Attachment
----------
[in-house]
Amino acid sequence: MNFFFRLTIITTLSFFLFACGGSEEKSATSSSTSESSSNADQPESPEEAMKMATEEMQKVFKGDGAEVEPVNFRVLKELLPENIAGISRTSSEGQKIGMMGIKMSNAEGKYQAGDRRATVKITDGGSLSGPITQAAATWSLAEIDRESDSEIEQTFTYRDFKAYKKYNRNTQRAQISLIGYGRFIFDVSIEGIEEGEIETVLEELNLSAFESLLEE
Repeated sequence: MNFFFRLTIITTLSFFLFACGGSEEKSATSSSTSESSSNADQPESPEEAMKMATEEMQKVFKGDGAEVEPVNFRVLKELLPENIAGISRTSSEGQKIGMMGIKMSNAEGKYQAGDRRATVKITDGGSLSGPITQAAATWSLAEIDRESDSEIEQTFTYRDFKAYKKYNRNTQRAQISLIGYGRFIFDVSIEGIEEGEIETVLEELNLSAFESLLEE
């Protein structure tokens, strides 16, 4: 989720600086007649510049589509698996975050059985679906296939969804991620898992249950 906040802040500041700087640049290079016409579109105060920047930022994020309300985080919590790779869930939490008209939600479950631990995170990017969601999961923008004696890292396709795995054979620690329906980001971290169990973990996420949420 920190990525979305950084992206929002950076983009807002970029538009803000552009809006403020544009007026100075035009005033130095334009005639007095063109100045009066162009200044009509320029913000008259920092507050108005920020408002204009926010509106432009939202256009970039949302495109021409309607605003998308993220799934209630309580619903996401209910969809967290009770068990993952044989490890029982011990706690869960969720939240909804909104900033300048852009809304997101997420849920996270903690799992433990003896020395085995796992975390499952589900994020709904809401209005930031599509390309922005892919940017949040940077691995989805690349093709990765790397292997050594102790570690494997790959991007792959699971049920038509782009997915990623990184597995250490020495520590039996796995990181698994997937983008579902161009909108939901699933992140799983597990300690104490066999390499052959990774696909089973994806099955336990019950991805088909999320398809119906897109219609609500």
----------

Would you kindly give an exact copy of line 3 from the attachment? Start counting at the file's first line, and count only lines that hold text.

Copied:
Repeated sequence: MNFFFRLTIITTLSFFLFACGGSEEKSATSSSTSESSSNADQPESPEEAMKMATEEMQKVFKGDGAEVEPVNFRVLKELLPENIAGISRTSSEGQKIGMMGIKMSNAEGKYQAGDRRATVKITDGGSLSGPITQAAATWSLAEIDRESDSEIEQTFTYRDFKAYKKYNRNTQRAQISLIGYGRFIFDVSIEGIEEGEIETVLEELNLSAFESLLEE